Science and Environment

NASA unveils probe bound for Jupiter's possibly life-sustaining moon

Huw Griffith - Agence France-Presse
NASA unveils probe bound for Jupiter's possibly life-sustaining moon
NASA's Europa Clipper Spacecraft is pictured in the Clean Room at the Jet Propulsion Laboratory in Pasadena, California, on April 11, 2024. Europa Clipper is scheduled to launch in October of 2024 on a mission to study Jupiter’s moon Europa.
AFP/Frederic J. Brown

PASADENA, United States — US space scientists on Thursday unveiled the interplanetary probe NASA plans to send to one of Jupiter's icy moons as part of humanity's hunt for extra-terrestrial life.

The Clipper spacecraft is due to blast off in October bound for Europa, one of dozens of moons orbiting the Solar System's biggest planet, and the nearest spot in our celestial neighborhood that could offer a perch for life.

"One of the fundamental questions that NASA wants to understand is, are we alone in the cosmos?" Bob Pappalardo, the mission's project scientist told AFP.

"If we were to find the conditions for life, and then someday actually find life in a place like Europa, then that would say in our own solar system there are two examples of life: Earth and Europa.

"That would be huge for understanding how common life might be throughout the universe."

The $5 billion probe is currently at NASA's Jet Propulsion Laboratory in California, sitting in a "clean room" -- a sealed area only accessible to people wearing head-to-toe covering.

The precautions are to ensure the probe remains free of contaminants to avoid transporting Earthly microbes to Europa.

After transport to Kennedy Space Center in Florida, Clipper is set to launch aboard a Space X Falcon Heavy rocket and begin an over-five-year journey that involves a pass by Mars to pick up speed.

In 2031, it should be in orbit around Jupiter and Europa, where it will begin a detailed study of the moon scientists believe is covered in frozen water.

"We have instruments like cameras, and spectrometers, a magnetometer and a radar that can... penetrate right through ice, bounce off liquid water and back to the surface to tell us how thick is the ice and where is liquid water located," Pappalardo said.

Mission managers do not expect to find little green men swimming in the water -- in fact, they're not even looking for life itself, only for the conditions that could support it.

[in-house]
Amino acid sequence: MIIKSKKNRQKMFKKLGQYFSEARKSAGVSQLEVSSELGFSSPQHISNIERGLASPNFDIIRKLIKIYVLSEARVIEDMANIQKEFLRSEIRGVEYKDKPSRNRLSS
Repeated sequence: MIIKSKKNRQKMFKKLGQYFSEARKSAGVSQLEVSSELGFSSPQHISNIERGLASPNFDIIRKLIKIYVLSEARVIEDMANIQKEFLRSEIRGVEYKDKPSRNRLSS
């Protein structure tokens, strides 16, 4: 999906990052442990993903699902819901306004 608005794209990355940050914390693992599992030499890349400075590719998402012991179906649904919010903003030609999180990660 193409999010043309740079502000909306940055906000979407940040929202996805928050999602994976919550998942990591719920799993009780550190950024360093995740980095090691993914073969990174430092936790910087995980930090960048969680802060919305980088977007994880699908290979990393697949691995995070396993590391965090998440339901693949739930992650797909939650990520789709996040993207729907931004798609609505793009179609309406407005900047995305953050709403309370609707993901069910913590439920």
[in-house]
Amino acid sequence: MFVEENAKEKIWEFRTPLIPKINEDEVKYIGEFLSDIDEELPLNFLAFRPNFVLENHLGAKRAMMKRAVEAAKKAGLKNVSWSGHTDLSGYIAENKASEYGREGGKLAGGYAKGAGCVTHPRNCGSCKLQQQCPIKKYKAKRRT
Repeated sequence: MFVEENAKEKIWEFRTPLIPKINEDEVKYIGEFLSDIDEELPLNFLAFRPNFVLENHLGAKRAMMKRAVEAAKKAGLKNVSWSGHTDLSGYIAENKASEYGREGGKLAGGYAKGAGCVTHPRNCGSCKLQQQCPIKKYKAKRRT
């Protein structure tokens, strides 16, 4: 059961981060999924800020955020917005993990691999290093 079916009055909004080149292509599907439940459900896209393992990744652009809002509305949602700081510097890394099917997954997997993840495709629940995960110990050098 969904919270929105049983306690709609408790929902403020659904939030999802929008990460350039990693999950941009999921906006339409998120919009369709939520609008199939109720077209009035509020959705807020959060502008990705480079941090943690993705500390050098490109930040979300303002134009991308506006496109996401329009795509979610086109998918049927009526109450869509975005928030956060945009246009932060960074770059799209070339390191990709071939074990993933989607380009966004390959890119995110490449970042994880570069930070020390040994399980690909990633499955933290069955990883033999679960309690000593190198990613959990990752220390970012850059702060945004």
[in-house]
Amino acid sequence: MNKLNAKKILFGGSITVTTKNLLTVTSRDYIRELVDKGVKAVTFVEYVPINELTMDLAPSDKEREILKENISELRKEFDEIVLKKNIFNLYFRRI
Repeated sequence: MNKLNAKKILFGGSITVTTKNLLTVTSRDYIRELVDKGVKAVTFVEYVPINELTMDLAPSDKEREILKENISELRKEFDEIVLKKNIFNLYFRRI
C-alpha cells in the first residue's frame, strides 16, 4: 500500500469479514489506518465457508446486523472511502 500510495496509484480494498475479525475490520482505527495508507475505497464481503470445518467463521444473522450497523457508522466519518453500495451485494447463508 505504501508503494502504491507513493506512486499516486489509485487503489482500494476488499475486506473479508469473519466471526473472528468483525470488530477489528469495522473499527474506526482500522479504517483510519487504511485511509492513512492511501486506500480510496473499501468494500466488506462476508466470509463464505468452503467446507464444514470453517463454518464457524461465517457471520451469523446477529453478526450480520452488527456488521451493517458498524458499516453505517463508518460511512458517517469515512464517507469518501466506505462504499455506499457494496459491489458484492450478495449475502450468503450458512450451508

Scientists know from extreme environments on Earth -- like light-starved geothermal vents located deep under the polar ice cap -- that tiny beings can find purchase almost anywhere.

And conditions on Europa, which is almost as large as Earth's moon, could provide a similar habitat, offering the tantalizing prospect we are not alone -- not even in our own Solar System.

"If moons around planets far away from stars could hold life, then the number of opportunities around the solar system, around the universe, where life could take hold, I think goes up dramatically," said Jordan Evans, project manager for the Europa Clipper mission.


The science is not easy -- a powerful radiation field around Europa could degrade the instruments, which will be getting the equivalent of 100,000 chest x-rays every circuit around the moon.

The vast distances involved mean that when Clipper sends its data back, the signal will take 45 minutes to arrive at Mission Control.

And despite its massive solar array, which unfurls once in space, keeping Clipper powered will be a major challenge, Evans said.

"Right after launch, (the solar panels are) putting out 23,000 watts... but when we're out at Jupiter, so far away from the Sun, they're only putting out 700 watts," he said.

"Near Earth, they could power 20 houses continuously. And when we're at Jupiter, just a few light bulbs and some small appliances."

The mission, planning for which began in the late 1990s, is expected to conclude around 2034, when Clipper will likely have reached the end of its useful life.

The probe will then have one final port of call: Jupiter's largest moon, deputy project manager Tim Larson said.

"After we're done with the science mission, the way we end is by crashing into one of the other bodies in the Jovian system to dispose of the spacecraft," he said.

"Right now, the plan is to go into Ganymede."

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